• Gas
  • Coal
  • Nuclear
  • Biomass
  • Wind
  • Solar

The electricity pricing is based on a uniform principle throughout Europe. The power plants that can offer the best price are always the first to be selected. Wind and solar are among the cheapest electricity suppliers. The uniform regulation states that the most expensive power plant determines the price of electricity. In the case of Germany, gas determines the price. This means that all other less expensive suppliers sell the energy at the same price like gas. While the gas plant operator covers only the production costs, the other suppliers make profit.

From Producer to Consumer

Although electricity is not visible, it is constantly present and the foundation of modern life. Without electricity, no trains run, refrigerators do not work, and cashless bank transactions can not be completed.

In order to bring electricity from the renewable energy sources to the consumer quickly and with little losses, a well-developed electricity grid is important. Today, electricity is usually not used where it is generated. In order for the electrical energy to reach the consumers, a multi-level electricity grid with seven different levels is needed. Between the four networks of extra-high, high, medium and low voltage there are three transformer levels, where the extra-high voltage is gradually converted into low voltage.

The electricity grid consists of a transmission grid and a distribution grid. On the way from the power plant to the household the voltage is gradually reduced to 230 volt. At the beginning is the power source. From the power sources the electricity is fed into the extra-high voltage grid (380 kV). In this way, large amounts of electricity can be transmitted over long distances. They bring the electricity to the region of the consumers where it is reduced to a lower voltage. From the transmission grid the electricity is transferred to the high-voltage grid (36-150 kV). Here, it is taken over by industrial plants and local energy suppliers. For regional use the voltage is reduced a second time and fed into the medium-voltage (1-36 kV)grid. From this grid the electricity is distributed to city districts, villages and small and medium-sized industrial plants. Finally, the voltage is transformed to low voltage (>1 kV). The electricity then reaches the socket via the local power grid.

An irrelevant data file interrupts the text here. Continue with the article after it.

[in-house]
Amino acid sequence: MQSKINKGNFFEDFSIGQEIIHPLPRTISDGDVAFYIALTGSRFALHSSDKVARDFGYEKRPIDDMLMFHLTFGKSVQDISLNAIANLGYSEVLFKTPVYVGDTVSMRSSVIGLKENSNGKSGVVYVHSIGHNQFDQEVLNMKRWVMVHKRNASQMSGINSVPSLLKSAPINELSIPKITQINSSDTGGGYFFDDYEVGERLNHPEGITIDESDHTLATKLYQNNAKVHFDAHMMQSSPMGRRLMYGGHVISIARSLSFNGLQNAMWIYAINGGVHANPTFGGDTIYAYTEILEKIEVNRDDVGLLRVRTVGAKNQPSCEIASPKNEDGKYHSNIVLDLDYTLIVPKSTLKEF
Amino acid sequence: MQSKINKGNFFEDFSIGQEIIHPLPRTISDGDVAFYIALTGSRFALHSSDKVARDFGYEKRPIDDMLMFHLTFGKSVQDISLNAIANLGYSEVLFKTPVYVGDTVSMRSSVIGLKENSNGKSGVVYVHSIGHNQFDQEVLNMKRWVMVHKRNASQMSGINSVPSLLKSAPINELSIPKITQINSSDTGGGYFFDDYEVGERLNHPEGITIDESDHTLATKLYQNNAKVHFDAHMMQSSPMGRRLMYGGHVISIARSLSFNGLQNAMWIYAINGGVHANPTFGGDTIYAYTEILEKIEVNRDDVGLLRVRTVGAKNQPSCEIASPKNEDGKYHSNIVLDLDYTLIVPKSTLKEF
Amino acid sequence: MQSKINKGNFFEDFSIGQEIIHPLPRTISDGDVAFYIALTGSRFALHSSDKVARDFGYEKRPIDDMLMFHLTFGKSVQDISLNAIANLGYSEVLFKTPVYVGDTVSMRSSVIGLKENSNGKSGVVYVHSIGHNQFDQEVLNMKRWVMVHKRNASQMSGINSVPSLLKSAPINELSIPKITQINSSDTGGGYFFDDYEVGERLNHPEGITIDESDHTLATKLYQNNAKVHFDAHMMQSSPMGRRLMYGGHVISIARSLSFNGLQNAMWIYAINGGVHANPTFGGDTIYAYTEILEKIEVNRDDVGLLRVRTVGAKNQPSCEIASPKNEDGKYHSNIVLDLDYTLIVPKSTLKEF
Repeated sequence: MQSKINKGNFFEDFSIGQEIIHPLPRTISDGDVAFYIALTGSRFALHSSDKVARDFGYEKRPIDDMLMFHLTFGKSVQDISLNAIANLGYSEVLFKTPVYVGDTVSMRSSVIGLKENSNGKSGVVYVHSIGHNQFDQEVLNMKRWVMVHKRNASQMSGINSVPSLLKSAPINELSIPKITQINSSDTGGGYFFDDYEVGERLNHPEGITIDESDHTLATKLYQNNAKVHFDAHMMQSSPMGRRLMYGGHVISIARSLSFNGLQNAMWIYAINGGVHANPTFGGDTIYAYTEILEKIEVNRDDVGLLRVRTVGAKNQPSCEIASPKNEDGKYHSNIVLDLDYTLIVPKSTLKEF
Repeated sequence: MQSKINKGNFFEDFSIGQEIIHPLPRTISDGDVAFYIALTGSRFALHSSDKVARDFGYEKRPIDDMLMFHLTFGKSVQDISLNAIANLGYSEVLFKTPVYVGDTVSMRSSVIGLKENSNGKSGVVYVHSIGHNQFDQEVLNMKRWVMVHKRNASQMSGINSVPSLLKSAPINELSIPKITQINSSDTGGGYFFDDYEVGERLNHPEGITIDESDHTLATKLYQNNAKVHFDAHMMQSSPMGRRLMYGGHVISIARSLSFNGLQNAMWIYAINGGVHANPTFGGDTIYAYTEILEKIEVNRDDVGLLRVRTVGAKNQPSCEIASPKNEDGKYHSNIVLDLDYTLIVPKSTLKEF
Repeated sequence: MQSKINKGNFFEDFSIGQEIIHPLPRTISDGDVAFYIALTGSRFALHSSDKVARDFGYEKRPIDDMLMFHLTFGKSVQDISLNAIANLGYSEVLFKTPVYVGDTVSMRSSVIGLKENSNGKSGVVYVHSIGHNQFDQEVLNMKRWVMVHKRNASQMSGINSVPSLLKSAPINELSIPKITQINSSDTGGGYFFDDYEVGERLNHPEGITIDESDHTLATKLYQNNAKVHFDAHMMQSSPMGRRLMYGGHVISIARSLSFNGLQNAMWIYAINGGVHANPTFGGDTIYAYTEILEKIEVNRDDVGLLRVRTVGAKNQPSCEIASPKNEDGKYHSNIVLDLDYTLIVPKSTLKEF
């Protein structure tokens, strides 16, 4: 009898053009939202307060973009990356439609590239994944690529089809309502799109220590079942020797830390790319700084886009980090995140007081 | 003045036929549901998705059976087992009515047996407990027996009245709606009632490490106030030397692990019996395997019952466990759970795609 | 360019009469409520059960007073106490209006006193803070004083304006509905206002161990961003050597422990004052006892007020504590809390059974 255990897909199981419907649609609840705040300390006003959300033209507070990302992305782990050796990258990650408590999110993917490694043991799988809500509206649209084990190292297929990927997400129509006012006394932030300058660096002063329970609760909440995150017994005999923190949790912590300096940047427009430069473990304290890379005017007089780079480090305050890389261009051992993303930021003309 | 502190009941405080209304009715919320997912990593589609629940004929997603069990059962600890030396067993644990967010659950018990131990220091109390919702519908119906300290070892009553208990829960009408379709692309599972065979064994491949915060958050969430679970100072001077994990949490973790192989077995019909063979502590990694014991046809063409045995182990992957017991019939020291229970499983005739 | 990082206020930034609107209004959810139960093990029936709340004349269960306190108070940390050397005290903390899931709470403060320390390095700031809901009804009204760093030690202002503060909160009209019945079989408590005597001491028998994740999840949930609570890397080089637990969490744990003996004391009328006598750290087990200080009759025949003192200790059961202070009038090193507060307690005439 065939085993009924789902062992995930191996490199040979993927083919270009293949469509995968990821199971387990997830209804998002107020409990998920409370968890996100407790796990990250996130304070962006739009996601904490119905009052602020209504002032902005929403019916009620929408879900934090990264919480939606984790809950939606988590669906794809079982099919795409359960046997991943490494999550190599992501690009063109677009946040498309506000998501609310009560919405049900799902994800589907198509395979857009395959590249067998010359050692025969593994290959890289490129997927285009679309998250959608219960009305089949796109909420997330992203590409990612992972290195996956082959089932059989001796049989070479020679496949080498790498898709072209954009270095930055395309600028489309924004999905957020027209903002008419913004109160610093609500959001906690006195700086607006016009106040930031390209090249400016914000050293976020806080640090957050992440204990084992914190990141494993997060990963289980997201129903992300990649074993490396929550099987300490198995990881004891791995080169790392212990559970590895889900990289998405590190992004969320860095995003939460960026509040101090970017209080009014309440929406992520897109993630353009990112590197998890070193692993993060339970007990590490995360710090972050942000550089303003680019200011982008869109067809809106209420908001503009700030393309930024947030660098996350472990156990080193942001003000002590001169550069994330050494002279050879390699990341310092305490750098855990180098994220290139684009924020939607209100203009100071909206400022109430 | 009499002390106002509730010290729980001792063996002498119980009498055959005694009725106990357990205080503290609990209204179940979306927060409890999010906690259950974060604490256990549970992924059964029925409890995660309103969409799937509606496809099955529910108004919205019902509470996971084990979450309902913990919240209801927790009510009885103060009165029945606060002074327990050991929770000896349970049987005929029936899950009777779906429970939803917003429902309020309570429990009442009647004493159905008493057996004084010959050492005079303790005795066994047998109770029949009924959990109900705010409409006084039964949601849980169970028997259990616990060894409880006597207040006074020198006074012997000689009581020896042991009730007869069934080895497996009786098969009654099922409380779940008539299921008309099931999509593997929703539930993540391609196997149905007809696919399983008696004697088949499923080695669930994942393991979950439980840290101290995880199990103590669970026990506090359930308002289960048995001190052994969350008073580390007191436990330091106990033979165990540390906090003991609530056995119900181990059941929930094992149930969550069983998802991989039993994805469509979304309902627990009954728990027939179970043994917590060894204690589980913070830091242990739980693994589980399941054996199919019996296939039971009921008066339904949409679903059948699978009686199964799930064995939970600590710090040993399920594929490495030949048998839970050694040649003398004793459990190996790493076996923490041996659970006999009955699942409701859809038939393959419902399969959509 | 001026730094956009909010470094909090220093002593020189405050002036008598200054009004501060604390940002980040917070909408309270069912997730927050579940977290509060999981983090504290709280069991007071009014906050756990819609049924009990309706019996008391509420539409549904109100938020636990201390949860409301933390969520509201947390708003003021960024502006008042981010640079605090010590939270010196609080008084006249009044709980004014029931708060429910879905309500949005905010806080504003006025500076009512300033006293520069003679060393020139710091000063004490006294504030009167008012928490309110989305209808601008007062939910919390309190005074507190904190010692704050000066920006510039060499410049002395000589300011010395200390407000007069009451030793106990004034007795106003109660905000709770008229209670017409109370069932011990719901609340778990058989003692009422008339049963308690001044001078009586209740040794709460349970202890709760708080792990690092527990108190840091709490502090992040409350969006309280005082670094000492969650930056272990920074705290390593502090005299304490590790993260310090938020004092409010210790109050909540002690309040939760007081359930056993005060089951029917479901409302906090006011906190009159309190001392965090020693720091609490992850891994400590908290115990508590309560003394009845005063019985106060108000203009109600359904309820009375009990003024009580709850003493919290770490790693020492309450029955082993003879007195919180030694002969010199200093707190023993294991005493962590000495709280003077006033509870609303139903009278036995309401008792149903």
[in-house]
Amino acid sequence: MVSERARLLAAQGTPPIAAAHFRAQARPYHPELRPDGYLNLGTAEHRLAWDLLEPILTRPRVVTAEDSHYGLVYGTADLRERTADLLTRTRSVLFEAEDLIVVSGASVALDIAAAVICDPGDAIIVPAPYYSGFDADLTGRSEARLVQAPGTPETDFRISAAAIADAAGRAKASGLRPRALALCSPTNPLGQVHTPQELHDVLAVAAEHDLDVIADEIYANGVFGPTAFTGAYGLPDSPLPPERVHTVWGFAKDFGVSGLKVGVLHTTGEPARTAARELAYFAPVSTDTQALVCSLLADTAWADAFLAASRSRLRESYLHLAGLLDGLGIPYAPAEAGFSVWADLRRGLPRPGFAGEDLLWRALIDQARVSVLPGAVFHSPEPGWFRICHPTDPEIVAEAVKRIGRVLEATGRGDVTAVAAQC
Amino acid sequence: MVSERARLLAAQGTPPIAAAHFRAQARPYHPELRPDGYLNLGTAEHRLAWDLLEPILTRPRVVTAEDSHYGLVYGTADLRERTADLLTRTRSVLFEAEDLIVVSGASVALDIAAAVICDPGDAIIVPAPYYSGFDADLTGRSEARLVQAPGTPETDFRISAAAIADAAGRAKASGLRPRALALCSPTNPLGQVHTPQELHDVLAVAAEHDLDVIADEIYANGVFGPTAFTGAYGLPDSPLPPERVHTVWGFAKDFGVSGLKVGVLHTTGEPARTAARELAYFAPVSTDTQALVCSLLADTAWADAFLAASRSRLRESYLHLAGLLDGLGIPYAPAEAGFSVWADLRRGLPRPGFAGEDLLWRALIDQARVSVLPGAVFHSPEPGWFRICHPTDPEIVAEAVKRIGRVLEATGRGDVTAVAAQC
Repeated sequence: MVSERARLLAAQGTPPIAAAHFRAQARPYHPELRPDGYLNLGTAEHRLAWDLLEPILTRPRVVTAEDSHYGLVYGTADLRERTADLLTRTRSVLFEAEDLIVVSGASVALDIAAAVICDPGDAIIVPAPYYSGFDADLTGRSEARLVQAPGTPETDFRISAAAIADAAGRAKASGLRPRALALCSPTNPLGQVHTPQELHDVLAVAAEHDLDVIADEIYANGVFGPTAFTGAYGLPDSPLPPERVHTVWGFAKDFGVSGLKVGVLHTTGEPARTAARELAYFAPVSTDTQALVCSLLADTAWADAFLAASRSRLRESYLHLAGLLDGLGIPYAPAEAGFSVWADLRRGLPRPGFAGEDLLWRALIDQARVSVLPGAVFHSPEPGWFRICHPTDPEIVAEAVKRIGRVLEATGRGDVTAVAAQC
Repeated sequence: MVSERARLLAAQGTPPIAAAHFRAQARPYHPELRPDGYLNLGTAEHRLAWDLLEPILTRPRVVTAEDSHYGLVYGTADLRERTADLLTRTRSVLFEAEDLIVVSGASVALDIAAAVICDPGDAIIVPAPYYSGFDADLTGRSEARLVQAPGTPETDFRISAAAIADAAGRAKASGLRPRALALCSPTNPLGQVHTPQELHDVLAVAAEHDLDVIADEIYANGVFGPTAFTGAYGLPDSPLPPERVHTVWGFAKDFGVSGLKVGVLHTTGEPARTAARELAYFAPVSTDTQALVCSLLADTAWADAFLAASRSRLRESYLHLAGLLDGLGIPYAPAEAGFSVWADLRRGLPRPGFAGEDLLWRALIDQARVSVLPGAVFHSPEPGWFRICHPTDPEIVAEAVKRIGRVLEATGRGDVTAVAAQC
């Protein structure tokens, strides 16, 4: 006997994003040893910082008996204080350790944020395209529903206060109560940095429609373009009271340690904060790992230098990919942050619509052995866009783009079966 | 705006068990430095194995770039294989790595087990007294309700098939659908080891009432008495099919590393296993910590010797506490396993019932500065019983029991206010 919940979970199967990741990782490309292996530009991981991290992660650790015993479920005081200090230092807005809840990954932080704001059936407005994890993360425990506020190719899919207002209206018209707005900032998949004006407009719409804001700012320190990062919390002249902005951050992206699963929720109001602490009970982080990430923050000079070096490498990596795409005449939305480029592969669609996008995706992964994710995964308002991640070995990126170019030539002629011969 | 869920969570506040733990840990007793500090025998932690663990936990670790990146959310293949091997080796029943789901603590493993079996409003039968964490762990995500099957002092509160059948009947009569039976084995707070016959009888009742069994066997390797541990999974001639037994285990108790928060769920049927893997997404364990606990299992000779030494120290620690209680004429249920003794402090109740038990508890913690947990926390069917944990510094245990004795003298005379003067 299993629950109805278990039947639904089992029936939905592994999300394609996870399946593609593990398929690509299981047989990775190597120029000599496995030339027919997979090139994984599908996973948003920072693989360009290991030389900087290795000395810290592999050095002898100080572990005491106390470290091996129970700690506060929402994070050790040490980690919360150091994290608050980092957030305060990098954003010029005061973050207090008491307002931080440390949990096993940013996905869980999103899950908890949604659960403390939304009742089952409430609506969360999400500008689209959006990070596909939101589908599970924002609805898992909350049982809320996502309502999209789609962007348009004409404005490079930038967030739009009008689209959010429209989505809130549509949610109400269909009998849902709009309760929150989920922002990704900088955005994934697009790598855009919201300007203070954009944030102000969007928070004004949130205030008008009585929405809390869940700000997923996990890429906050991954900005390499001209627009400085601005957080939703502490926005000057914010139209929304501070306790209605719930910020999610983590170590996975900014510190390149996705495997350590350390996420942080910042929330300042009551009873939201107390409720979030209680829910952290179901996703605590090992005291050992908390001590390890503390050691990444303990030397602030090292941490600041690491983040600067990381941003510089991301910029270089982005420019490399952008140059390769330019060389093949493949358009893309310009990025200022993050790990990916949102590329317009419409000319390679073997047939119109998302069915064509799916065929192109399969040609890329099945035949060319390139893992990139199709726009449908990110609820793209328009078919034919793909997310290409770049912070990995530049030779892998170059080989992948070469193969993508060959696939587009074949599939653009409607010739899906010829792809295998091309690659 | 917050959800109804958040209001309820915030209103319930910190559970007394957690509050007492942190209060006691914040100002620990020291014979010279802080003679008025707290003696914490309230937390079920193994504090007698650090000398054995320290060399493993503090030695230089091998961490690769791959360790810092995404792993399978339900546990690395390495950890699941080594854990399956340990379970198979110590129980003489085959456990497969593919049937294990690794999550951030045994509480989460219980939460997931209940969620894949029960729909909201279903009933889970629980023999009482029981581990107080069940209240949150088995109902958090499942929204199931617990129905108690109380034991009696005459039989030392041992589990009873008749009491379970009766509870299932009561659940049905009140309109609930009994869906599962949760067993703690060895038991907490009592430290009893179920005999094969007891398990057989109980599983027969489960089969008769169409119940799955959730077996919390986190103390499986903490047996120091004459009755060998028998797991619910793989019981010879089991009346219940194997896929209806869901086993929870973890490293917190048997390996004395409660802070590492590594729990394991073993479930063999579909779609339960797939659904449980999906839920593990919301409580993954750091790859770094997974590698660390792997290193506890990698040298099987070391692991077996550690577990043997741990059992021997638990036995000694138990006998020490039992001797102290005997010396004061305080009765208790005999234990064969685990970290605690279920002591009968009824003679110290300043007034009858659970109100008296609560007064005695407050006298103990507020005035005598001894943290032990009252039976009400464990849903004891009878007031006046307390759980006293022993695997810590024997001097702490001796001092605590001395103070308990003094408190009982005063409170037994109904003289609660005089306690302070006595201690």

The Electrical Grid and Its Impacts

Some people consider electricity infrastructures as ugly or dangerous for the human health. Even though there are no studies proofing that these concerns are justified, surveys from the Bundesamt für Strahlenschutz (BfS) in Germany show, that many people are afraid of being too close to the infrastructures of the electrical grid.

Scusi Brancusi, Markus Müller, Basel (2009)

There are a lot of misconceptions and rumours about the impact of electricity networks on their surroundings. In Basel, for example, the artist Markus Müller put up a sculpture, right next to an office building, that looked like an antenna. Some people who worked there, or that were often in that area, started to complain about the lack of mobile phone reception and headaches, even though the antenna was not functional.


  • Treeline
  • 100 Microtesla (people should not stay here for long)
  • 1 Microtesla (no sensitive places like schools or playgrounds allowed)

Today, earth cables are becoming more common, because they are not as visible as overhead lines. They are often used near or in cities where there is not a lot of space or where it is more likely that people could reject the construction of new visible power lines. In addition, they have less outages and no noise emissions because they are protected in the ground. But if there is an outage it takes more time and money to repair it. That is s why overhead lines are used more often in the countryside because they are cheaper, can be repaired faster and have a longer life expectancy. Also, their energy transmission loss is smaller because they do not get as warm as the cables in the ground.